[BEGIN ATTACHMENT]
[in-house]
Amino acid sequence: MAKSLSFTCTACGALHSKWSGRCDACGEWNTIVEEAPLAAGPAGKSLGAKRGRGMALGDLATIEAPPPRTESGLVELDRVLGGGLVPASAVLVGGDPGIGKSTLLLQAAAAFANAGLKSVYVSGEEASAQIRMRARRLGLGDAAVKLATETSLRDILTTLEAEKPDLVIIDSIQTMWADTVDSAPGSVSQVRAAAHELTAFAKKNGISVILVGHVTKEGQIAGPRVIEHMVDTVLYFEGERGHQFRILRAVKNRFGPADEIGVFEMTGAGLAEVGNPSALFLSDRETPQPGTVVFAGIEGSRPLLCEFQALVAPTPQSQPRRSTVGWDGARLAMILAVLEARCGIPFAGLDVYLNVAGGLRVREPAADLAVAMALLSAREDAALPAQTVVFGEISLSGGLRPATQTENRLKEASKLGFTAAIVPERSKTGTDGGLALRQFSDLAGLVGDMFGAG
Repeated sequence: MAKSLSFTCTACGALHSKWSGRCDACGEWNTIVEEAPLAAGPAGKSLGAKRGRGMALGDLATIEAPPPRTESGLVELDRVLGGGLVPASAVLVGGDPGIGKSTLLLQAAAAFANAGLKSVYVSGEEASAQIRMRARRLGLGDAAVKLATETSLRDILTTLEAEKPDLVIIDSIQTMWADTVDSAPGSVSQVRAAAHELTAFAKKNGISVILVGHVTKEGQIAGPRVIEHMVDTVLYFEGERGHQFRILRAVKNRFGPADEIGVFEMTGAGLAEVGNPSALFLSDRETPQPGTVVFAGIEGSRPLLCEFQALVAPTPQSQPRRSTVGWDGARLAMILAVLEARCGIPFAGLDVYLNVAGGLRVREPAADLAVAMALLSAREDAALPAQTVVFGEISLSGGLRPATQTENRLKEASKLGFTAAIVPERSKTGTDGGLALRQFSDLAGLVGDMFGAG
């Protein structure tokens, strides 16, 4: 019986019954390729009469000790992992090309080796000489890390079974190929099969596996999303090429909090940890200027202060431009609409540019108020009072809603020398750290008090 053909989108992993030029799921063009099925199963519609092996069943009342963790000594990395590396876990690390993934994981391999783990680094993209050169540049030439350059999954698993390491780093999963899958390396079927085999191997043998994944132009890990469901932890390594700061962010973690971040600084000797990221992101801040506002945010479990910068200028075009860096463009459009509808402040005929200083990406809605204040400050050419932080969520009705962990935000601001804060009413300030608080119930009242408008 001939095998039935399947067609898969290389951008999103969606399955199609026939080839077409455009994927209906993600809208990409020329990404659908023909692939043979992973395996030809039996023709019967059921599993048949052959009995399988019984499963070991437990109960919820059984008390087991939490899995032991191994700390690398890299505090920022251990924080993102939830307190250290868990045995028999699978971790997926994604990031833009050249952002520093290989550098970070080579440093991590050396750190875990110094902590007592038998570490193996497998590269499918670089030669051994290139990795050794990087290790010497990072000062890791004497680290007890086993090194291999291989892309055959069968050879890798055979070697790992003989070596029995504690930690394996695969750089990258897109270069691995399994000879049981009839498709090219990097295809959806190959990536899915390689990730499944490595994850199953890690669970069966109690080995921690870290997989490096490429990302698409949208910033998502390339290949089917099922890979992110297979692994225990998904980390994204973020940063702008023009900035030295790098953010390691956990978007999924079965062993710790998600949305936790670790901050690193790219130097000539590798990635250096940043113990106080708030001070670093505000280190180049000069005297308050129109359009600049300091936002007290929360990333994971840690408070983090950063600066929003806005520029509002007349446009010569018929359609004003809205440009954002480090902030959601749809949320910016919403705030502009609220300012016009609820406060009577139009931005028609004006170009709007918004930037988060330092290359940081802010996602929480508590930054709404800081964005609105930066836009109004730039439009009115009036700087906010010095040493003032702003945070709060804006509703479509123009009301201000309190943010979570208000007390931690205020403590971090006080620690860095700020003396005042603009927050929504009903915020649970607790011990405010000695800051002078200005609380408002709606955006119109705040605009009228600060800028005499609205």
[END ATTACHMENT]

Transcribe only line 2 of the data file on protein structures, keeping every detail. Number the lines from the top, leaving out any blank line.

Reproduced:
Amino acid sequence: MAKSLSFTCTACGALHSKWSGRCDACGEWNTIVEEAPLAAGPAGKSLGAKRGRGMALGDLATIEAPPPRTESGLVELDRVLGGGLVPASAVLVGGDPGIGKSTLLLQAAAAFANAGLKSVYVSGEEASAQIRMRARRLGLGDAAVKLATETSLRDILTTLEAEKPDLVIIDSIQTMWADTVDSAPGSVSQVRAAAHELTAFAKKNGISVILVGHVTKEGQIAGPRVIEHMVDTVLYFEGERGHQFRILRAVKNRFGPADEIGVFEMTGAGLAEVGNPSALFLSDRETPQPGTVVFAGIEGSRPLLCEFQALVAPTPQSQPRRSTVGWDGARLAMILAVLEARCGIPFAGLDVYLNVAGGLRVREPAADLAVAMALLSAREDAALPAQTVVFGEISLSGGLRPATQTENRLKEASKLGFTAAIVPERSKTGTDGGLALRQFSDLAGLVGDMFGAG